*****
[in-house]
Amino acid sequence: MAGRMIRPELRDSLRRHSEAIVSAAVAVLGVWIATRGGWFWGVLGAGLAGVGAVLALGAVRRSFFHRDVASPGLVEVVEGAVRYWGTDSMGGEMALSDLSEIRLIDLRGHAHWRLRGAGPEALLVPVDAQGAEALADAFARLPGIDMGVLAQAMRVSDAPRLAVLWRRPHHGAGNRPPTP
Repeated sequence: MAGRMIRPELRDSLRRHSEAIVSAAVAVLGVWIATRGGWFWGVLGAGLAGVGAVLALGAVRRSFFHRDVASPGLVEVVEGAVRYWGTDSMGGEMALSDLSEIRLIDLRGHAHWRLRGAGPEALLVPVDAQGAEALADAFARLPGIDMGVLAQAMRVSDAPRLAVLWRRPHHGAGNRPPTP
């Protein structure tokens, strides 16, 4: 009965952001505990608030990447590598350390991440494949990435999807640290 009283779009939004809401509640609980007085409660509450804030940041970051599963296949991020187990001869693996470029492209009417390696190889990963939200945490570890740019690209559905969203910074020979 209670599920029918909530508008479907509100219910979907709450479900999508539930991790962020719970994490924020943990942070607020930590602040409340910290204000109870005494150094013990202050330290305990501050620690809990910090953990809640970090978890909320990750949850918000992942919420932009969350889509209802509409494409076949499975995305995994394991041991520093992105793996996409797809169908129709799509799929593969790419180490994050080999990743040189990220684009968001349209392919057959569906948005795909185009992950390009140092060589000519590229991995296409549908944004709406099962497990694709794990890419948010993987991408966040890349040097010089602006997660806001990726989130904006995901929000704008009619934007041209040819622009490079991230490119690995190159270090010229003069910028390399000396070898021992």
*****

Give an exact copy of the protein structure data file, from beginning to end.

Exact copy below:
[in-house]
Amino acid sequence: MAGRMIRPELRDSLRRHSEAIVSAAVAVLGVWIATRGGWFWGVLGAGLAGVGAVLALGAVRRSFFHRDVASPGLVEVVEGAVRYWGTDSMGGEMALSDLSEIRLIDLRGHAHWRLRGAGPEALLVPVDAQGAEALADAFARLPGIDMGVLAQAMRVSDAPRLAVLWRRPHHGAGNRPPTP
Repeated sequence: MAGRMIRPELRDSLRRHSEAIVSAAVAVLGVWIATRGGWFWGVLGAGLAGVGAVLALGAVRRSFFHRDVASPGLVEVVEGAVRYWGTDSMGGEMALSDLSEIRLIDLRGHAHWRLRGAGPEALLVPVDAQGAEALADAFARLPGIDMGVLAQAMRVSDAPRLAVLWRRPHHGAGNRPPTP
């Protein structure tokens, strides 16, 4: 009965952001505990608030990447590598350390991440494949990435999807640290 009283779009939004809401509640609980007085409660509450804030940041970051599963296949991020187990001869693996470029492209009417390696190889990963939200945490570890740019690209559905969203910074020979 209670599920029918909530508008479907509100219910979907709450479900999508539930991790962020719970994490924020943990942070607020930590602040409340910290204000109870005494150094013990202050330290305990501050620690809990910090953990809640970090978890909320990750949850918000992942919420932009969350889509209802509409494409076949499975995305995994394991041991520093992105793996996409797809169908129709799509799929593969790419180490994050080999990743040189990220684009968001349209392919057959569906948005795909185009992950390009140092060589000519590229991995296409549908944004709406099962497990694709794990890419948010993987991408966040890349040097010089602006997660806001990726989130904006995901929000704008009619934007041209040819622009490079991230490119690995190159270090010229003069910028390399000396070898021992």